What do hummingbirds eat?
Wanting to know the foods that hummingbirds consume is a common question for anyone that enjoys watching these winged beauties.
I have often wondered how hummingbirds get nutrition, mainly since I have only observed them eating nectar (Food #1 below!) from the flowers in my backyard.
Today, we are going to cover the FOUR most common types of food that hummingbirds consume.
Food #1: Nectar
In case you didn’t know, the primary food source of hummingbirds is nectar, which is a sugar-rich liquid found in flowers that these birds drink up with their tongue!
Check out the video below to watch hummingbirds eating in slow motion. It’s fascinating to watch!
Hummers drink up to HALF their body weight each day in nectar!
I have often wondered why hummingbirds need to drink so much nectar?
If you look at its composition, nectar is just sugary water (~20% sucrose and 80% water). And I’m confident that NO ONE would recommend that humans drink gallons of sugar water every day for optimum health!
Well, I guess my 5-year old daughter may think that’s a good idea. 🙂
But after a bit of research, I found the reason:
Hummingbirds need nectar because of their active lifestyle!
Here are a few crazy facts to help illustrate the point.
Can flap their wings up to 70 times per second.
Have hearts that beat on average 1,200 times per minute.
Stick their tongue in and out of a feeder 13 times per second.
As you can see, hummingbirds need loads of energy to keep up their hectic pace.
And instant energy is what nectar provides!
Hummingbird food starts and ends with nectar. Every single species of hummer eats and relies on this sugary substance for survival.
How can you use nectar to attract hummingbirds?
Luckily, making sugar water that resembles natural nectar is easy! To learn more about the proven recipe that enthusiasts have used for decades, check out this article that I wrote:
Once your sugar water is made, you will need to find a nectar bird feeder to deliver the food to your birds. Make sure that the feeder you choose has red somewhere on it since hummingbirds are naturally attracted to this color. (But don’t put red dye in your homemade nectar!)
Check out these hummingbird feeders LIVE from California:
The enthusiast who provides these feeders typically has to refill them THREE times per day. As long as it’s daylight, you are almost guaranteed to see hummingbirds! Learn more about this set up HERE.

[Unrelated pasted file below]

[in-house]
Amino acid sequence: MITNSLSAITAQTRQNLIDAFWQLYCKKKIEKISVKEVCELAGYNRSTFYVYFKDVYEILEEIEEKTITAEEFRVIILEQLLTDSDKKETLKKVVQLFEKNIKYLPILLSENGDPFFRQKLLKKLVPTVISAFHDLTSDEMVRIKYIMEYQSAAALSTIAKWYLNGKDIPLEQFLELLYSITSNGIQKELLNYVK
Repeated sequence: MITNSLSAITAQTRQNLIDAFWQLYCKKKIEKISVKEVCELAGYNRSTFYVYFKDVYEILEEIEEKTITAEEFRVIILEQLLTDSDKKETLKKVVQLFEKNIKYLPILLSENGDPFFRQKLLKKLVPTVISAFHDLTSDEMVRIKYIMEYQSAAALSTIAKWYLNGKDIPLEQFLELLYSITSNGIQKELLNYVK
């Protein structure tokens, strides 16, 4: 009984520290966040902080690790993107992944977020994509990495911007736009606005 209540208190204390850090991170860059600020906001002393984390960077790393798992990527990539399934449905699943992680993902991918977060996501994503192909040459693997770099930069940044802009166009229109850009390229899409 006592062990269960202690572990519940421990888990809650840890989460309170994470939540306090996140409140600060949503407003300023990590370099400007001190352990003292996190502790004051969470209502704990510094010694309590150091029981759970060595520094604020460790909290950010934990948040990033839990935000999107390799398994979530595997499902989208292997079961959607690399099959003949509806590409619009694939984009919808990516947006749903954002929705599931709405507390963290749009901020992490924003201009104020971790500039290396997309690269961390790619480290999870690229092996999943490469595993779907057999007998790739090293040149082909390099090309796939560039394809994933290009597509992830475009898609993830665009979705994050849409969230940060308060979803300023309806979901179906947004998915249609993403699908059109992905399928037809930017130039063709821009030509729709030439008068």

If you don’t want to commit to continually making nectar and cleaning your hummingbird feeders, then I recommend planting a hummingbird garden. This way, you can see hummingbirds all season long visiting your beautiful, native flowers. And once you plant the garden, you don’t have to do much maintenance other than the occasional pruning, mulching, and watering!
Food #2: Insects
While nectar provides energy for hummers, these winged beauties need to get protein and other necessary nutrition from another source!
Enter the insect!
Hummingbirds eat many types of small bugs to supplement their sugary diet. If you watch closely, it is a ton of fun to watch a hummingbird chase down a fly or pick small aphids directly off a plant.
Each species of hummingbird consumes different types of bugs.
Here is an insect guide to the 6 most common hummers in North America:
- They are skilled at catching insects in mid-air! Their main prey includes mosquitoes, gnats, fruit flies, and small bees. Ruby-throated’s are also known to pick aphids and caterpillars directly off leaves.
- They especially enjoy hunting gnats, midges, and flies in the air, while plucking aphids from leaves.
- These hummers are known to hunt small insects by “hawking.” This means they sit on a perch waiting for their victim to casually fly by then flying out to catch them in the air.
- Broad-tailed’s will eat insects wherever they can find them! That could be catching bugs in mid-air, gleaning off leaves, or even stealing them off a spider web!
- This species is common on the West coast, and they eat a wide variety of insects, but Anna’s Hummingbirds especially enjoy midges, whiteflies, and leafhoppers!
- They readily eat all sorts of insects.
How can you attract hummingbirds using insects?